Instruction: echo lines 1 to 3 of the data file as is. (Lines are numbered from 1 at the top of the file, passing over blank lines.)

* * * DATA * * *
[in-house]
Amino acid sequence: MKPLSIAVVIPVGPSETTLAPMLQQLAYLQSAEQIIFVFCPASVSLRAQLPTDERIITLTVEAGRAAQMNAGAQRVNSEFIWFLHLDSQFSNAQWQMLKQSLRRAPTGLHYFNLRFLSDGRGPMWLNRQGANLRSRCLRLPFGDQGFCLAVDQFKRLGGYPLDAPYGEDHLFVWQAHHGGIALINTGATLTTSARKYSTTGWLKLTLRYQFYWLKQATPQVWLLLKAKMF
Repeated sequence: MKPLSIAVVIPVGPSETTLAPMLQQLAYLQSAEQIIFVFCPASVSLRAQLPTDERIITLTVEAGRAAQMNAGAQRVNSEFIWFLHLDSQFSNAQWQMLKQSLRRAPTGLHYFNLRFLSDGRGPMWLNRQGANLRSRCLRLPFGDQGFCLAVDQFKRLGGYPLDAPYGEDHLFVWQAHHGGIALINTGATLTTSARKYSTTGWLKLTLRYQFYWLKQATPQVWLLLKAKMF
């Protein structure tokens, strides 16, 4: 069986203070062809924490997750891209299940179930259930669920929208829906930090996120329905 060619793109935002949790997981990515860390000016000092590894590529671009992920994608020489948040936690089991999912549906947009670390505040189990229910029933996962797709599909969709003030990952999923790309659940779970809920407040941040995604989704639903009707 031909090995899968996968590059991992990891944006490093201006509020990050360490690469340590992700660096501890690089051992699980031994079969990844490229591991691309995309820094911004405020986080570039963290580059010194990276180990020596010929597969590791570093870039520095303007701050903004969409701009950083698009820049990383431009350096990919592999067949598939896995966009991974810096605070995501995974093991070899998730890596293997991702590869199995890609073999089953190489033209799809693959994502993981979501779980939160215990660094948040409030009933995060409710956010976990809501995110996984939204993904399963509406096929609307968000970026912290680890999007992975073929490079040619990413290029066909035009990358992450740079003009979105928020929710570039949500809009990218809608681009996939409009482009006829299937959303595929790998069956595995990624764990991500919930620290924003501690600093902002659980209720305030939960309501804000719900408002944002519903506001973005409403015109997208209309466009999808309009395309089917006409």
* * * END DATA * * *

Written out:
[in-house]
Amino acid sequence: MKPLSIAVVIPVGPSETTLAPMLQQLAYLQSAEQIIFVFCPASVSLRAQLPTDERIITLTVEAGRAAQMNAGAQRVNSEFIWFLHLDSQFSNAQWQMLKQSLRRAPTGLHYFNLRFLSDGRGPMWLNRQGANLRSRCLRLPFGDQGFCLAVDQFKRLGGYPLDAPYGEDHLFVWQAHHGGIALINTGATLTTSARKYSTTGWLKLTLRYQFYWLKQATPQVWLLLKAKMF
Repeated sequence: MKPLSIAVVIPVGPSETTLAPMLQQLAYLQSAEQIIFVFCPASVSLRAQLPTDERIITLTVEAGRAAQMNAGAQRVNSEFIWFLHLDSQFSNAQWQMLKQSLRRAPTGLHYFNLRFLSDGRGPMWLNRQGANLRSRCLRLPFGDQGFCLAVDQFKRLGGYPLDAPYGEDHLFVWQAHHGGIALINTGATLTTSARKYSTTGWLKLTLRYQFYWLKQATPQVWLLLKAKMF